Lim Tze Peng
Born on September 28, 1921 in Singapore, Lim Tze Peng is recognised as one of Singapore’s most pre-eminent visual artists, particularly within the Chinese ink and calligraphic tradition, and a second-generation member of the Nanyang Artists. Over the course of his long artistic career which started in the 1950s (alongside his equally impressive tenure in the education service as the principal of Xinmin Secondary School), the self-taught and home-grown artist has come to develop a culturally, aesthetically, and critically significant oeuvre. In 2003, Lim was conferred the prestigious Cultural Medallion (Visual Arts) in honour of his centrality in Singapore art and culture. Lim was also the recipient of the Public Administration Medal in 1963 and Public Service Medal in 1981, as well as a Special Prize at the 1977 Commonwealth Art Exhibition. In May 2012, Lim’s “Singapore River Scene” (1978) broke records by fetching HK$620,000 (S$101,800) at a Christie’s auction, which was, at that time, an unsurpassed price for a work by a living Singaporean artist.
Lim Tze Peng© Lim Tze Peng, 2002–2006. All rights reserved.
Courtesy of the National Arts Council.
Retrieved from PictureSG.
While Lim is arguably most known for his works depicting and representing familiar Singaporean scenes/sites such as Malay kampungs (villages), the Singapore River, and Chinatown, as motivated by a nostalgic desire to register and document local heritage potentially endangered by the imperatives of modernity and modernisation, his subject matter also includes material such as Bali (Indonesia), Thailand, and Paris (France), as inspired by his travels and expeditions. This visual idioms and vocabularies of his works span oil painting, Chinese ink, and Chinese calligraphy; Lim has, of late, primarily concentrated mostly on the latter, reinventing and enlarging the Chinese calligraphic tradition with what he christens hutuzi (lit. ‘muddled calligraphy’).
Lim’s first solo exhibition was mounted in 1970 and he has since participated in many solo and group exhibitions since then. A key milestone in his career was his first overseas solo exhibition, “Inroads: The Ink Journey of Lim Tze Peng”, at the National Art Museum of China (Beijing, China), China’s premier fine and applied art museum, and Liu Haisu Art Museum in Shanghai in 2008. Today, Lim’s works can be found in the National Collection (many of which are donated by the artist himself and his patron Koh Seow Chuan); they have also been enthusiastically acquired by private galleries and collectors both local and abroad.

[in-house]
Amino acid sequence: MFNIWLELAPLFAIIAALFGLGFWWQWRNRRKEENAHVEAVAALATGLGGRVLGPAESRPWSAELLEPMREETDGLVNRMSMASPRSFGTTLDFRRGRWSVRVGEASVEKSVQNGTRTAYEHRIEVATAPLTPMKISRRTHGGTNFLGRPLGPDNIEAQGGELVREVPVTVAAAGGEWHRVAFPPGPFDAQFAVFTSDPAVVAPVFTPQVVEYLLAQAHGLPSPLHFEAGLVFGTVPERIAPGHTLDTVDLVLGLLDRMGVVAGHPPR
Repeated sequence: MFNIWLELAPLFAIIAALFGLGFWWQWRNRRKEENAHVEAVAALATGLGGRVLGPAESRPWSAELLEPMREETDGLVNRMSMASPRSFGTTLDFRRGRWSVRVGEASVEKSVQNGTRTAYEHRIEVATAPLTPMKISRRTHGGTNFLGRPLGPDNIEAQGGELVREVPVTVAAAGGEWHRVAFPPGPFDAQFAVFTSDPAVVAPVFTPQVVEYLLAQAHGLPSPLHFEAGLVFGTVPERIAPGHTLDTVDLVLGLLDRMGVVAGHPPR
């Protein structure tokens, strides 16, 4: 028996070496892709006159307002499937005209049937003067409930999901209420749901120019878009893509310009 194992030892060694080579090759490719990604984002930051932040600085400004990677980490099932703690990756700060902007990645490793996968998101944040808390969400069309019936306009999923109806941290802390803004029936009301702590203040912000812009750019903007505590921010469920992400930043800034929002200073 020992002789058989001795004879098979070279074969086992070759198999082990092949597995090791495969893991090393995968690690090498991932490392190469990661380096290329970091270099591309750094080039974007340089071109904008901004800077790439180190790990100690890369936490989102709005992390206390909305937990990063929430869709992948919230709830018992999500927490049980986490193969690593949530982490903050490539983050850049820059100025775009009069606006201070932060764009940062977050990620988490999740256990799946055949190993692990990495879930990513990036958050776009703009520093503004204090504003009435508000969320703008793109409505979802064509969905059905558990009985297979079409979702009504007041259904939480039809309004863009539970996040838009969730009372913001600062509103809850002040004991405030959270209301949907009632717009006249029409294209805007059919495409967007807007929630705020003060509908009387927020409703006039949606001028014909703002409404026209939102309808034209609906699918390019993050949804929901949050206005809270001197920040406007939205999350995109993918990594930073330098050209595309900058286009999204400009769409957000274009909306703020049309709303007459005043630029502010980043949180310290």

|The Arts: History, Biography
|Painting & Paintings
|Paintings: History, Biography
Books and Exhibition Catalogues
(listed in alphabetical order)
Exhibition catalogue in accompaniment to Lim’s solo exhibition, Calligraphic Impulses, Ink Mastery, at the Cape of Good Hope Art Gallery in 2009, which showcased about 80 new and old works by Lim. Other than colour replications of the works showcased, the text is also prefaced by a biographical timeline that itemizes Lim’s selected exhibitions, awards accorded, and published collections.
- Chua, C. K. & Tan, B. T. (Eds.). (2003). Tze Peng. Singapore: Singapore Art Museum.
Call no.: RSING 759.95957 LIM
This exhibition catalogue in both English and Simplified Chinese for the 2003 solo exhibition entitled “Tze Peng” (Zi Ping) hosted by the Singapore Art Museum (SAM). Includes several essays, including one by Mr. and Mrs. Koh Seow Chuan, who donated over 200 works by Lim for the exhibition, and others by curators, fellow artists, and Kwok Kian Chow, director of the SAM. Full-colour reproductions of his works are included, and organised into 11 themes, such as “The Rural Idyll: Bali and Beyond,” “Life in Action: Trade and Tradition,” and “Festive Delights.”
A companion text to the 2014 Friends of Lim Tze Peng exhibition held on the grounds of the Singapore Management University, this is arguably one of the most comprehensive monographs or textual resources on Lim and his calligraphic/ink work, in particular. It includes three essays on his artistic career and aesthetic sensibilities in addition to an artist’s biography and over 50 full colour plates of the works mounted at the exhibition.
A catalogue of works by Lim in the private collection of Ong Teng Huat to commemorate the establishment of ArtSafe, an art storage and gallery space, in 2012. Full-colour plate reproductions of Lim’s works are structured by their thematic concerns, such as “Nature,” “Travel,” and “Singapore River,” with each division prefaced by an instructive preamble.
Includes a concise introduction to Lim as a Singaporean artist, an artist’s statement and a brief timeline of key events in his career such as major solo and group exhibitions; accompanied by colour reproductions of three of his works: “Meal-Time” (1982), “Festival” (1996), and “Hawker under the Shade” (1997).
Lim is referenced here in Kwok’s monograph on Singapore art as a member of Chi Wei Yeh’s Ten Men Art Group, which endeavoured to aggregate visual and inspirational material through trips to the region in the 1960s. Lim’s “Blacksmith” (1980) is reprinted in colour here, along with an incisive examination of his formal strategies and artistic sensibilities.
Features Lim’s personal recount of his artistic process, vision, and motivations as well as a full-colour reproduction of his work, “Chinatown” (1983).